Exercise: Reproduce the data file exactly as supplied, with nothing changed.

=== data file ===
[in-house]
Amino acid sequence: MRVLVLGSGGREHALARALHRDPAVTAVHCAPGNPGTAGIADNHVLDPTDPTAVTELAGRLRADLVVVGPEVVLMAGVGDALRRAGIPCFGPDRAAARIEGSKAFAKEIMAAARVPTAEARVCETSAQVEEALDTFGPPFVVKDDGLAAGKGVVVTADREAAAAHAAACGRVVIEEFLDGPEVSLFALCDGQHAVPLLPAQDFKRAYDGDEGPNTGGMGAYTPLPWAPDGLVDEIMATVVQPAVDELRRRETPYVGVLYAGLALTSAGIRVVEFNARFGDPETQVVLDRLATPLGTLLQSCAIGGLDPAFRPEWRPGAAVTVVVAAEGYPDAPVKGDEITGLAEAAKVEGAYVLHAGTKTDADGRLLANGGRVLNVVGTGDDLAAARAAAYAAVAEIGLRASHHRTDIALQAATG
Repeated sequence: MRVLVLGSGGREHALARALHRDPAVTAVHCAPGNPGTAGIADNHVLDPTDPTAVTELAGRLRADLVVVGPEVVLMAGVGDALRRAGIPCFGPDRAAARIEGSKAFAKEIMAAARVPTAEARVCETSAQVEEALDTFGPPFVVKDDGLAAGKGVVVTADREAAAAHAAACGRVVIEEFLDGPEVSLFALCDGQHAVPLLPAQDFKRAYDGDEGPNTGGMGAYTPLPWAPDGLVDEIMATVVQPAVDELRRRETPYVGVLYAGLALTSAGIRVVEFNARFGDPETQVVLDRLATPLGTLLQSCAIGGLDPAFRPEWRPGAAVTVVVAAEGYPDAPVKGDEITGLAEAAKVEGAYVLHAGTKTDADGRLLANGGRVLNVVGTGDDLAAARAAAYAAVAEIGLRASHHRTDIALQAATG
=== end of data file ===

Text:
[in-house]
Amino acid sequence: MRVLVLGSGGREHALARALHRDPAVTAVHCAPGNPGTAGIADNHVLDPTDPTAVTELAGRLRADLVVVGPEVVLMAGVGDALRRAGIPCFGPDRAAARIEGSKAFAKEIMAAARVPTAEARVCETSAQVEEALDTFGPPFVVKDDGLAAGKGVVVTADREAAAAHAAACGRVVIEEFLDGPEVSLFALCDGQHAVPLLPAQDFKRAYDGDEGPNTGGMGAYTPLPWAPDGLVDEIMATVVQPAVDELRRRETPYVGVLYAGLALTSAGIRVVEFNARFGDPETQVVLDRLATPLGTLLQSCAIGGLDPAFRPEWRPGAAVTVVVAAEGYPDAPVKGDEITGLAEAAKVEGAYVLHAGTKTDADGRLLANGGRVLNVVGTGDDLAAARAAAYAAVAEIGLRASHHRTDIALQAATG
Repeated sequence: MRVLVLGSGGREHALARALHRDPAVTAVHCAPGNPGTAGIADNHVLDPTDPTAVTELAGRLRADLVVVGPEVVLMAGVGDALRRAGIPCFGPDRAAARIEGSKAFAKEIMAAARVPTAEARVCETSAQVEEALDTFGPPFVVKDDGLAAGKGVVVTADREAAAAHAAACGRVVIEEFLDGPEVSLFALCDGQHAVPLLPAQDFKRAYDGDEGPNTGGMGAYTPLPWAPDGLVDEIMATVVQPAVDELRRRETPYVGVLYAGLALTSAGIRVVEFNARFGDPETQVVLDRLATPLGTLLQSCAIGGLDPAFRPEWRPGAAVTVVVAAEGYPDAPVKGDEITGLAEAAKVEGAYVLHAGTKTDADGRLLANGGRVLNVVGTGDDLAAARAAAYAAVAEIGLRASHHRTDIALQAATG